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It seems odd that airliners do not have an easy way to monitor critical components on the exterior of the aircraft, should for example, a bird or something else strikes hard enough to cause damage. A mirror or camera would allow a pilot to see and react to a possible dangerous situation quickly. Also, a camera helps a pilot to see what's behind.

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Aircraft rarely collide with any objects. Cameras would only be helpful if the extent of the damage is visible from the outside. Instruments, on the other hand, can be used to diagnostic the problem even if the system fails "internally".

E.g. Many hydraulic lines and cables run across the wing. If these is damage on the leading edge, is it the slats? A hydraulic leak on system A? system B? Is the de-ice working? You need instruments to get a better picture.

Some aircraft indeed come with cameras. The Boeing 777 has cameras on the bottom of the fuselage and the tail to aid pilots during taxi operations (the 777, especially the 777-300 variant, is really long...)

enter image description here

The Airbus A380 also has a tail mounted camera. Passengers can enjoy a spectacular view of the clouds, the high speed takeoffs and landings:enter image description here

As for mirrors, pilots don't overtake other planes or back off like drivers do. There really is no need to know what is behind the aircraft. Pushback is accomplished by the tug on the ground, who has a much better view of the area than the pilots.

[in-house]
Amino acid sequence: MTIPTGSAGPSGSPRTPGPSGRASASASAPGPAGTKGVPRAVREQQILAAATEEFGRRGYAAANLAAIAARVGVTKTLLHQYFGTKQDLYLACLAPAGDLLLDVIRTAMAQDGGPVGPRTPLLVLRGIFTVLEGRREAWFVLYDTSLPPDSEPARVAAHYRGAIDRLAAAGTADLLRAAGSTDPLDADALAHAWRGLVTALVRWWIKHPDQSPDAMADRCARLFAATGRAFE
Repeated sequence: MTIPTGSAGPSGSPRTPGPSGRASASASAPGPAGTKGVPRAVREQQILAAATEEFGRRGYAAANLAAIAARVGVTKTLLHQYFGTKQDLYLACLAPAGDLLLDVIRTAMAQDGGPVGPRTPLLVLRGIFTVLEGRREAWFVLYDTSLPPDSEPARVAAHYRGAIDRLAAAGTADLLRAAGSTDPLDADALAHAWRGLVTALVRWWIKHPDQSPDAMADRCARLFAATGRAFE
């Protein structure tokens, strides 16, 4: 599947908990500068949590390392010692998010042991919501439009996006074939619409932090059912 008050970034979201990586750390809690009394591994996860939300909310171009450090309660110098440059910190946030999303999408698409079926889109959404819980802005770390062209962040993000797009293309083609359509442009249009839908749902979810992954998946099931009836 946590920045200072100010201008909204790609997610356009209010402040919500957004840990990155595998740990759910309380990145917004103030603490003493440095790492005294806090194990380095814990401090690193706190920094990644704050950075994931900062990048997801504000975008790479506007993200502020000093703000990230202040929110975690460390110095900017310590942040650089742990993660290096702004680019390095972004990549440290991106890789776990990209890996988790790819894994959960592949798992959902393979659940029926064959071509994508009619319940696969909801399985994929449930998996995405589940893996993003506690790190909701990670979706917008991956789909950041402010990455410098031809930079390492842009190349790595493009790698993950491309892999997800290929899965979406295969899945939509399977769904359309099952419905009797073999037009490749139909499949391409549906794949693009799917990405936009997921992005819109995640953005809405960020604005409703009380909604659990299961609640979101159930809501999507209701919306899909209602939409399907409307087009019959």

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    $\begingroup$ Also, I guess if you see a blot from a bird strike, you almost only see damage to the bird and can hardly recognize any damage to the aircraft... $\endgroup$ – sweber Jun 28 '15 at 21:22
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    $\begingroup$ As for avoiding crashes, planes have radar. At the close in speeds typical of in air collisions its probably too late when you see them in the rear view mirror... $\endgroup$ – Aron Jun 29 '15 at 5:59
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    $\begingroup$ @Aron Commercial airliners do not have radar for avoiding crashes. They rely on TCAS to provide adequate collision warning. $\endgroup$ – kevin Jun 29 '15 at 13:12
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    $\begingroup$ @MichaelKjörling 1) I suspect this A380 is on the ground and lining up to takeoff (the A380 tail is huuuuge) 2) You might want to see the nose aligned with the runway but on a crosswind landing the pilots don't, until the last second anyway. $\endgroup$ – Ben Apr 9 '17 at 22:46
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    $\begingroup$ I've flown on the AirFrance A380, and there were multiple camera angles you could toggle through on your seat display. I'd say 5 or 6, Top of Tail Forward, Under the fuselage, Right Wing Out, Left Wing Out, and Nose. $\endgroup$ – McFlySoHigh Apr 10 '17 at 5:16

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